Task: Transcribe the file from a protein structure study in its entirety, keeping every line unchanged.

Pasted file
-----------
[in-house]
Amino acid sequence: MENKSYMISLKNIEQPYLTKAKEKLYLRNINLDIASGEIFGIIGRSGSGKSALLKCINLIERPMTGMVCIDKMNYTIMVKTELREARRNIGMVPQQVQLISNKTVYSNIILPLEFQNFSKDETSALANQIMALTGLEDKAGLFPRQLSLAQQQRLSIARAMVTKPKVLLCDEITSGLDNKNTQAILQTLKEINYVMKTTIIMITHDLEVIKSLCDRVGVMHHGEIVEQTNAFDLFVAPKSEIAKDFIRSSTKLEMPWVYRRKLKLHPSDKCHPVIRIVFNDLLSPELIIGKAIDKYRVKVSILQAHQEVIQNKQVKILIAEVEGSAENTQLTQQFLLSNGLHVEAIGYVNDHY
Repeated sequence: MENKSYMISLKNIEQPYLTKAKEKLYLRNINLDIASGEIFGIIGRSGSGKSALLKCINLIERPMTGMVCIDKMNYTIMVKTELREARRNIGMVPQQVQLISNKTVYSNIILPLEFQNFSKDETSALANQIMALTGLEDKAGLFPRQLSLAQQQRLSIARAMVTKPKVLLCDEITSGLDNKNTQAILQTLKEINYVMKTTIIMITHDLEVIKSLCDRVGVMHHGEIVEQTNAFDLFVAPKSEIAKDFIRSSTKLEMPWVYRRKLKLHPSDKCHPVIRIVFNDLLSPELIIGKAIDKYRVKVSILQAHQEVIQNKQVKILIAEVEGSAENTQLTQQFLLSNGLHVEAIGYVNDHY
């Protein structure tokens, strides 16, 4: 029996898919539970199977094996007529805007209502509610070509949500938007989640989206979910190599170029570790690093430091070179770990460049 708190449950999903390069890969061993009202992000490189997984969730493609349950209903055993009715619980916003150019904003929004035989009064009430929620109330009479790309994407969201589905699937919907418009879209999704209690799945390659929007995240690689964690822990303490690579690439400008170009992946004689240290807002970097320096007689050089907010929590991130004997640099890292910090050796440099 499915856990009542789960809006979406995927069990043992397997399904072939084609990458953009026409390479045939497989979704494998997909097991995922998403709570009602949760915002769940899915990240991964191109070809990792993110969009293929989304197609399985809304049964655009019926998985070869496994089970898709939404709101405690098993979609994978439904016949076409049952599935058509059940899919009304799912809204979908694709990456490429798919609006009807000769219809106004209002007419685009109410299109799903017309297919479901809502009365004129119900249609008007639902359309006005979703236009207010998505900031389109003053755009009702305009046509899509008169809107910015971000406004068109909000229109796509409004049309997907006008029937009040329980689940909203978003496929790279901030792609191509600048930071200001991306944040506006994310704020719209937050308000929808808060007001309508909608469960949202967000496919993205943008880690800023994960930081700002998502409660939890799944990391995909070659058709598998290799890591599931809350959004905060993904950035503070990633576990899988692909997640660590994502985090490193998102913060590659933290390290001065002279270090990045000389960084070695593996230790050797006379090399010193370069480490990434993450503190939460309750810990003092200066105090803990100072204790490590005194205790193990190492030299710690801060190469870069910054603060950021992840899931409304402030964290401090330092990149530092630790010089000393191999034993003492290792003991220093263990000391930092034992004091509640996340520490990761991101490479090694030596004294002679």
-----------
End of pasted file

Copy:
[in-house]
Amino acid sequence: MENKSYMISLKNIEQPYLTKAKEKLYLRNINLDIASGEIFGIIGRSGSGKSALLKCINLIERPMTGMVCIDKMNYTIMVKTELREARRNIGMVPQQVQLISNKTVYSNIILPLEFQNFSKDETSALANQIMALTGLEDKAGLFPRQLSLAQQQRLSIARAMVTKPKVLLCDEITSGLDNKNTQAILQTLKEINYVMKTTIIMITHDLEVIKSLCDRVGVMHHGEIVEQTNAFDLFVAPKSEIAKDFIRSSTKLEMPWVYRRKLKLHPSDKCHPVIRIVFNDLLSPELIIGKAIDKYRVKVSILQAHQEVIQNKQVKILIAEVEGSAENTQLTQQFLLSNGLHVEAIGYVNDHY
Repeated sequence: MENKSYMISLKNIEQPYLTKAKEKLYLRNINLDIASGEIFGIIGRSGSGKSALLKCINLIERPMTGMVCIDKMNYTIMVKTELREARRNIGMVPQQVQLISNKTVYSNIILPLEFQNFSKDETSALANQIMALTGLEDKAGLFPRQLSLAQQQRLSIARAMVTKPKVLLCDEITSGLDNKNTQAILQTLKEINYVMKTTIIMITHDLEVIKSLCDRVGVMHHGEIVEQTNAFDLFVAPKSEIAKDFIRSSTKLEMPWVYRRKLKLHPSDKCHPVIRIVFNDLLSPELIIGKAIDKYRVKVSILQAHQEVIQNKQVKILIAEVEGSAENTQLTQQFLLSNGLHVEAIGYVNDHY
């Protein structure tokens, strides 16, 4: 029996898919539970199977094996007529805007209502509610070509949500938007989640989206979910190599170029570790690093430091070179770990460049 708190449950999903390069890969061993009202992000490189997984969730493609349950209903055993009715619980916003150019904003929004035989009064009430929620109330009479790309994407969201589905699937919907418009879209999704209690799945390659929007995240690689964690822990303490690579690439400008170009992946004689240290807002970097320096007689050089907010929590991130004997640099890292910090050796440099 499915856990009542789960809006979406995927069990043992397997399904072939084609990458953009026409390479045939497989979704494998997909097991995922998403709570009602949760915002769940899915990240991964191109070809990792993110969009293929989304197609399985809304049964655009019926998985070869496994089970898709939404709101405690098993979609994978439904016949076409049952599935058509059940899919009304799912809204979908694709990456490429798919609006009807000769219809106004209002007419685009109410299109799903017309297919479901809502009365004129119900249609008007639902359309006005979703236009207010998505900031389109003053755009009702305009046509899509008169809107910015971000406004068109909000229109796509409004049309997907006008029937009040329980689940909203978003496929790279901030792609191509600048930071200001991306944040506006994310704020719209937050308000929808808060007001309508909608469960949202967000496919993205943008880690800023994960930081700002998502409660939890799944990391995909070659058709598998290799890591599931809350959004905060993904950035503070990633576990899988692909997640660590994502985090490193998102913060590659933290390290001065002279270090990045000389960084070695593996230790050797006379090399010193370069480490990434993450503190939460309750810990003092200066105090803990100072204790490590005194205790193990190492030299710690801060190469870069910054603060950021992840899931409304402030964290401090330092990149530092630790010089000393191999034993003492290792003991220093263990000391930092034992004091509640996340520490990761991101490479090694030596004294002679």